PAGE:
Apricot tart, milk ice cream & lemon thyme – I often skip dessert, I am much more of a salty individual, but Kira Ghidoni is a woman of rare talent and produces the most amazing desserts at The Manor and now Paradise Garage too. This apricot tart was nectar sweet and soothed with a milk ice cream. Joyful.
Prices are fair, and the drinks list is interesting. I went at lunch time and had 5 dishes and a couple of glasses of wine and my bill was not far over £50 (I have mislaid my receipt!). For the calibre of the food here, this is terrific value. There is also a £45 tasting menu which I will be returning for.
If all of this was not enough, Robin was awarded Chef of the Year earlier this year by the Good Food Guide.
Ps you could do a lot worse than start with an aperitif at gorgeous Mission E2, a Californian wine bar a few doors down from the folks behind gorgeous Sager & Wilde.
254 Paradise Row, London
It would be improper of me not to let you know about the new Sunday Roast at Bob Bob Ricard in London. Or to mention Bob Bob Ricard at all, it has been a while. Bob Bob Ricard is a most under rated restaurant. It doesn’t care about trends, the food is classic, and it is very well executed. It is refreshing and it is fun. Even though Bob Bob Ricard is in the heart of Soho, it feels like it could be a grand restaurant from 100 years ago or a very large carriage of a luxury train. When I have visitors in town, we often go.
It is famous for being the home of the famous Press for Champagne button. I always allow myself to press it at least once. When you do, your table number lights up above the bar, and a glass of house champagne is delivered to you. Another essential drink for every visit is the rhubarb G&T, bright pink, intensely flavoured and textured with egg white. The cocktails generally are very good.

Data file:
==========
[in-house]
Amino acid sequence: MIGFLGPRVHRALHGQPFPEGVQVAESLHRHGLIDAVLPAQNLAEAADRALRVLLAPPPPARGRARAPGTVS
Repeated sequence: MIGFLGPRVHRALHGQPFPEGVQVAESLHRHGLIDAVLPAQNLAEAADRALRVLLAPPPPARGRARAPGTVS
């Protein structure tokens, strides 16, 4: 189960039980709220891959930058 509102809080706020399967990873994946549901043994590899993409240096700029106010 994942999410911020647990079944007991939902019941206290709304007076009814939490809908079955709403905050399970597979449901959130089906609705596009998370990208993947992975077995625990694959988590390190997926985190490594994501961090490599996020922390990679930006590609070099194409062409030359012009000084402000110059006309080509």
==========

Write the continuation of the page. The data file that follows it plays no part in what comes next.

The menu is part Russian, and I always order some Russian dishes. Baked Oysters Brezhnev were like a parmesan truffle soufflé with a delicate oyster underneath.
For starters, I had the beef tea soup, a crystal clear gorgeous broth with Siberian pelmeni, traditional beef and lamb dumplings. Others at the table had lobster, crab and shrimp pelmeni; seabass ceviche with avocado and truffled potato and mushroom vareniki (also traditional dumplings served with crispy onion and shimeji mushrooms).
Then the main event, the Sunday Roast arrived. Preceded by plates with perfect Yorkshire puddings, slow roast potatoes, carrots and parsnips roasted in beef dripping with honey and thyme, horseradish cream and truffle gravy, the USDA prime black angus was delivered perfectly pink. The beef was a roast rump cap, a cut that I love for the rich beautiful flavour that it has. We don’t see enough of it here, but is is hugely popular in Brazil, where it is called picanha. We also had bright sweet creamed corn and buttered greens. To drink, we had Crimson Pinot Noir from Ata Rangi in New Zealand. I would normally go for something fuller, but at lunchtime, something light seemed more in keeping, and I do love a good pinot noir, particularly from New Zealand.